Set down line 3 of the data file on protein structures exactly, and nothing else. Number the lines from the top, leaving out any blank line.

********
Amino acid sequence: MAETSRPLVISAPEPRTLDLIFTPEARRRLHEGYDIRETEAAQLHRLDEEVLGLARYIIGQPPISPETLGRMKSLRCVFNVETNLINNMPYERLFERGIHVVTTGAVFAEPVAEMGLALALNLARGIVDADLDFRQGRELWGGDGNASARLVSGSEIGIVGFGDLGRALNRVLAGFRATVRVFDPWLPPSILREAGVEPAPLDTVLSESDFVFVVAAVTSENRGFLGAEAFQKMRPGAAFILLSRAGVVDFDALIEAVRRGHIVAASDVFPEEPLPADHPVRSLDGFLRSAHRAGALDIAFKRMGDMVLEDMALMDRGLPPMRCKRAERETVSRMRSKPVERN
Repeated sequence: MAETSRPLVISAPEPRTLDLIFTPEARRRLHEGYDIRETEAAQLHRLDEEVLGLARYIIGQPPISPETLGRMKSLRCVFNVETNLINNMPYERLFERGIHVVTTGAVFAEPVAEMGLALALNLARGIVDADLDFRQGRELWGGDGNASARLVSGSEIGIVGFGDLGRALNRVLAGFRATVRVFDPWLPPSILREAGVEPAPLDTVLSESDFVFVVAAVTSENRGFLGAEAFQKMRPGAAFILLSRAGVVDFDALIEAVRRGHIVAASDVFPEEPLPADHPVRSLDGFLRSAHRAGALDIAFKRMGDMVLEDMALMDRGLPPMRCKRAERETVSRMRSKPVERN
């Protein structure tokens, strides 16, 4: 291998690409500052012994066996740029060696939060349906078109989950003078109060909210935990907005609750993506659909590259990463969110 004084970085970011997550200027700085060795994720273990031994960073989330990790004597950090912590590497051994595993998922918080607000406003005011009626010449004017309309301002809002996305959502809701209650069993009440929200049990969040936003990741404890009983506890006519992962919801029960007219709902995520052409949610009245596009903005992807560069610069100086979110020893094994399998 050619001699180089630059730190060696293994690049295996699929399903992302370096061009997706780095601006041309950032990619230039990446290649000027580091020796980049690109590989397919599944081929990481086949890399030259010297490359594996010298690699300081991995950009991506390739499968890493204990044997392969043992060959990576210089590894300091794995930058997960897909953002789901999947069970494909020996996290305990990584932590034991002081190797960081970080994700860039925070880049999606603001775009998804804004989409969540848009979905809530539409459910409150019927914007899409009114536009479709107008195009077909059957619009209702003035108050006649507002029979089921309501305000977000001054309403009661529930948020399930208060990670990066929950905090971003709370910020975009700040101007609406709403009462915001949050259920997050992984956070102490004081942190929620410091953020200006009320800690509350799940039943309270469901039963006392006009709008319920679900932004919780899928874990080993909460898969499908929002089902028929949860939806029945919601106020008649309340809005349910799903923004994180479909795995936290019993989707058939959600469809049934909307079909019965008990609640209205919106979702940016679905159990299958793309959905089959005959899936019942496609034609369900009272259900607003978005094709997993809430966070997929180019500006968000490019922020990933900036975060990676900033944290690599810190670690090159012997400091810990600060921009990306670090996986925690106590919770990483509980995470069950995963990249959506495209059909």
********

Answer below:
């Protein structure tokens, strides 16, 4: 291998690409500052012994066996740029060696939060349906078109989950003078109060909210935990907005609750993506659909590259990463969110 004084970085970011997550200027700085060795994720273990031994960073989330990790004597950090912590590497051994595993998922918080607000406003005011009626010449004017309309301002809002996305959502809701209650069993009440929200049990969040936003990741404890009983506890006519992962919801029960007219709902995520052409949610009245596009903005992807560069610069100086979110020893094994399998 050619001699180089630059730190060696293994690049295996699929399903992302370096061009997706780095601006041309950032990619230039990446290649000027580091020796980049690109590989397919599944081929990481086949890399030259010297490359594996010298690699300081991995950009991506390739499968890493204990044997392969043992060959990576210089590894300091794995930058997960897909953002789901999947069970494909020996996290305990990584932590034991002081190797960081970080994700860039925070880049999606603001775009998804804004989409969540848009979905809530539409459910409150019927914007899409009114536009479709107008195009077909059957619009209702003035108050006649507002029979089921309501305000977000001054309403009661529930948020399930208060990670990066929950905090971003709370910020975009700040101007609406709403009462915001949050259920997050992984956070102490004081942190929620410091953020200006009320800690509350799940039943309270469901039963006392006009709008319920679900932004919780899928874990080993909460898969499908929002089902028929949860939806029945919601106020008649309340809005349910799903923004994180479909795995936290019993989707058939959600469809049934909307079909019965008990609640209205919106979702940016679905159990299958793309959905089959005959899936019942496609034609369900009272259900607003978005094709997993809430966070997929180019500006968000490019922020990933900036975060990676900033944290690599810190670690090159012997400091810990600060921009990306670090996986925690106590919770990483509980995470069950995963990249959506495209059909």